Review – Tmymtur (ENSL AMDC) – 2013 – The Liminal

tmymtur – “呼応 – kooh” (ENSL AMDC / Bandcamp)

Christopher Olson for Liminal Minimals – April 2013

Drone is a utilitarian thing: when it works, it works. Being critical of it beyond pointing out the obvious in terms of form can be a challenge. In terms of articulating your position- it’s like arguing about different hues of grey (let’s hash out 919191 vs 999999, you hex/RGB nerds). Also, I don’t spend that much time thinking about it because it’s one form where it’s better to listen. Despite all misgivings about genre overcrowding, how there’s been too much drone released into in the world: maybe it’s simply like gas. Maybe pollen. Maybe there’s always just the right amount. I’ll let others discuss it on #dronelife. Anyways, as the onesheet goes: “湧声 is a sound creation made of layering over 5000 peculiar voices by tmymtur which includes ultrasonic waves…developing sounds from frequencies, marking over 20kHz – that human ears are incapable of catching. These ultrasonic waves are often included in sounds of nature such as the flow of the river, and sound of the wind blowing through the trees. It is said that these elements have the effect to make the human brain relaxed.” Despite the conceptual anchor of rendering the barely audible audible, it’s hard to figure out the difference between source and process. Little in the way of visuals demonstrate or allows for me to understand the science, and perhaps it was the raft of celebrity remixers who helped tease out the sounds, with interpretations by Christopher Willits, i8u, Sogar, Stephan Mathieu and Taylor Deupree. Each track is variation on a theme, exercises in shape and/or texture: one a tone louder, another quieter, the others more textured, sanded down, high sheen, chrome blue, cavernous, skinny, bright. Imagine this release as a tour through a gradient and proper attention will yield rewards. [CO]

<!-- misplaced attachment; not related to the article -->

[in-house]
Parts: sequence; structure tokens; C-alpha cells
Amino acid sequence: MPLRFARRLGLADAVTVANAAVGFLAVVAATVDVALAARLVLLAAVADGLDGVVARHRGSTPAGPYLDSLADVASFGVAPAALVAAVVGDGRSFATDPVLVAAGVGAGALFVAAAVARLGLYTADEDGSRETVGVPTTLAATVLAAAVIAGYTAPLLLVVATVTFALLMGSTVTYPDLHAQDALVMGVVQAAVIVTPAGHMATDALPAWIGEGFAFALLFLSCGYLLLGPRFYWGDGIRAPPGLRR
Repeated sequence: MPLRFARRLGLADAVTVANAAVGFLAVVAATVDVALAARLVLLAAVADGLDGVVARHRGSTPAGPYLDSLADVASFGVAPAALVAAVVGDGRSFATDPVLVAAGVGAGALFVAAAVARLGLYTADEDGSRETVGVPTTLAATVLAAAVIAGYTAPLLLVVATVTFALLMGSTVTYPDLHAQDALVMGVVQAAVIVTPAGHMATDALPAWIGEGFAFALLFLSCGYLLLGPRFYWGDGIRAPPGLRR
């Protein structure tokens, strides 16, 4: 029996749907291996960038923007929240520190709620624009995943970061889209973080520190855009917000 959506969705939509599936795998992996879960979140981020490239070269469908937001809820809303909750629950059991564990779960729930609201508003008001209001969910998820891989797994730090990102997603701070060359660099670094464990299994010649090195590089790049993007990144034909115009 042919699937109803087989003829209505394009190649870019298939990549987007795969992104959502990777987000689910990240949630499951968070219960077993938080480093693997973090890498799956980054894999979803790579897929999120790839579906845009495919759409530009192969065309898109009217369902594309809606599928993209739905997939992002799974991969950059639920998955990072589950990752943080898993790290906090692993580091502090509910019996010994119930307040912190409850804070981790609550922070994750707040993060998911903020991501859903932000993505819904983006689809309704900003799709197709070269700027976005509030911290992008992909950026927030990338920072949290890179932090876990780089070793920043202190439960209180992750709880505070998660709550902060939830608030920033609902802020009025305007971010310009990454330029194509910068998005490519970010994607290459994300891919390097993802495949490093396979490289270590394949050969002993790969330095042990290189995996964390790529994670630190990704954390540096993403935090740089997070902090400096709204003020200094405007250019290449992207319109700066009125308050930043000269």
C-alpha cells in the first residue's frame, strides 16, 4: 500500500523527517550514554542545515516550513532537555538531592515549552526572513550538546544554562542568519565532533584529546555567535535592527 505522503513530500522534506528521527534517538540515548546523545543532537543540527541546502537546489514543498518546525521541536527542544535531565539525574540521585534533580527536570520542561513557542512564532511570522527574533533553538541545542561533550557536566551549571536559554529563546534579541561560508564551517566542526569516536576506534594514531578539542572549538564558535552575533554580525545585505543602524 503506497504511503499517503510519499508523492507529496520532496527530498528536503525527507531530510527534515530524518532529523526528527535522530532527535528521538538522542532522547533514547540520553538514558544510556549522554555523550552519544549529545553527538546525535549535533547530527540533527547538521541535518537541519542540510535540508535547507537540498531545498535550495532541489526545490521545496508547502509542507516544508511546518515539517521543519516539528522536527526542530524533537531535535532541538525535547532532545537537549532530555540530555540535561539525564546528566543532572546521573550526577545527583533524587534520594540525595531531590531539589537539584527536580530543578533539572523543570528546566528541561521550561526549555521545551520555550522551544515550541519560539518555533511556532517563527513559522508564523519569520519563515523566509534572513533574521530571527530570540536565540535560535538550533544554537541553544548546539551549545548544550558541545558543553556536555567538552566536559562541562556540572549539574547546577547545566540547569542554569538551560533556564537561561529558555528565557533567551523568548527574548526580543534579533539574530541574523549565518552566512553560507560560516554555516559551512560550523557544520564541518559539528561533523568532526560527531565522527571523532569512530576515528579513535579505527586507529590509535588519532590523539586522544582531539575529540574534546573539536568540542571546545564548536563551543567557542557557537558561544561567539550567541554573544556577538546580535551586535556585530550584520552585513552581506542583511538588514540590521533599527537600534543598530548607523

Christopher Olson

Review – Tmymtur (ENSL AMDC) – 2013 – Azterisco

Miguel  para Azterio

Relatos del minimalismo. Atmósferas contemplativas. Fuentes inagotables de tranquilidad, de relajados movimientos entre más de 5000 capas de sonido que son reducidas o sumadas canción tras canción para generar tonalidades cambiantes, que pese a conservar similitud entre track y track, permanecen únicas y sublimes.

呼応 es una obra de Tmymtur creada como parte de una exposición donde se explora la superposición y modelado de miles de capas sonoras provenientes de voces de todo tipo de registros, incluyendo desde voces humanas hasta grabaciones de ultrasonidos, los cuales son procesados y transformados de diferentes maneras para generar diversos estados de escucha donde reina principalmente la introspección y la calma.

Todos los tracks parten de una única composición, la cual es remezclada por diversos artistas que plasman su versión pero conservando líneas donde se une cada corte con los demás haciendo de la experiencia de escucha algo delirante y elevador. Sonidos de alta tranquilidad, ideales para esos momentos donde por algún motivo necesitas sentirte en nada y en todo a la vez. Un especial disco para que el sonido en su aparente constancia rompa el tiempo y genere nuevos espacios desde la mente.

Review – Tmymtur (ENSL AMDC) – 2013 – LOOP

Guillermo Escudero for LOOP (english below)

‘Yusei’ es parte de una actuación en la que Tmymtur graba miles de capas de su voz que se transforman en ondas ultrasónicas que son imperceptibles al oído humano. Son sonidos naturales como el fluir del agua de un río o el soplido del viento sobre los árboles y son procesados electrónicamente.
La música es minimalista y ambient en la que remezclan artistas importantes del mundo de la electrónica minimalista como Taylor Deupree, Yui Onodera, Celer, i8u, Christopher Willits, Sogar y Stephen Mathieu, entre otros.
La atmósfera que crean estos músicos es melódica y por tanto bella y al mismo tiempo relajada, evocadora de ambientes sosegados.

‘Yusei’ is part of a performance in which thousands of layers of Tmymtur’s voice were recorded and transformed into ultrasonic waves that are imperceptible to the human ear. They are natural sounds like the flow of water from a river or the wind blowing over the trees and electronically processed.